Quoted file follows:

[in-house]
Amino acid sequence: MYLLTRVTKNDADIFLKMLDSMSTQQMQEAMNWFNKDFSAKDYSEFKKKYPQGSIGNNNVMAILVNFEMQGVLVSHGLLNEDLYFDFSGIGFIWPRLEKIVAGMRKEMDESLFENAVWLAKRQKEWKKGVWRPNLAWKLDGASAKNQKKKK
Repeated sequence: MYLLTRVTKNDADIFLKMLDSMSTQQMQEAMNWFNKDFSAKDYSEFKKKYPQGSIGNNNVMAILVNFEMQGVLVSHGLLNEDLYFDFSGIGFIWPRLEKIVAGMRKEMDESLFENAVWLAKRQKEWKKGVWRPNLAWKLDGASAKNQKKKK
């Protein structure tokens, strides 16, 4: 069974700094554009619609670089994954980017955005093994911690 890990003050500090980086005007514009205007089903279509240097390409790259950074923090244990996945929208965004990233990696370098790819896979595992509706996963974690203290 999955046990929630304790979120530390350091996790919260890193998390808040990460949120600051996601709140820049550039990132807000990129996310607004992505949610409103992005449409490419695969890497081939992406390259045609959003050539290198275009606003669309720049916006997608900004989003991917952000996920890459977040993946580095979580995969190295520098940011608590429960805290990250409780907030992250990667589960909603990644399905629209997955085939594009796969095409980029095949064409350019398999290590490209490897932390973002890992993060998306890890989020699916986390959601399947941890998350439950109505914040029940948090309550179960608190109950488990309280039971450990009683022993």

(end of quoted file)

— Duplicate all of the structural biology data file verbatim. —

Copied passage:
[in-house]
Amino acid sequence: MYLLTRVTKNDADIFLKMLDSMSTQQMQEAMNWFNKDFSAKDYSEFKKKYPQGSIGNNNVMAILVNFEMQGVLVSHGLLNEDLYFDFSGIGFIWPRLEKIVAGMRKEMDESLFENAVWLAKRQKEWKKGVWRPNLAWKLDGASAKNQKKKK
Repeated sequence: MYLLTRVTKNDADIFLKMLDSMSTQQMQEAMNWFNKDFSAKDYSEFKKKYPQGSIGNNNVMAILVNFEMQGVLVSHGLLNEDLYFDFSGIGFIWPRLEKIVAGMRKEMDESLFENAVWLAKRQKEWKKGVWRPNLAWKLDGASAKNQKKKK
């Protein structure tokens, strides 16, 4: 069974700094554009619609670089994954980017955005093994911690 890990003050500090980086005007514009205007089903279509240097390409790259950074923090244990996945929208965004990233990696370098790819896979595992509706996963974690203290 999955046990929630304790979120530390350091996790919260890193998390808040990460949120600051996601709140820049550039990132807000990129996310607004992505949610409103992005449409490419695969890497081939992406390259045609959003050539290198275009606003669309720049916006997608900004989003991917952000996920890459977040993946580095979580995969190295520098940011608590429960805290990250409780907030992250990667589960909603990644399905629209997955085939594009796969095409980029095949064409350019398999290590490209490897932390973002890992993060998306890890989020699916986390959601399947941890998350439950109505914040029940948090309550179960608190109950488990309280039971450990009683022993």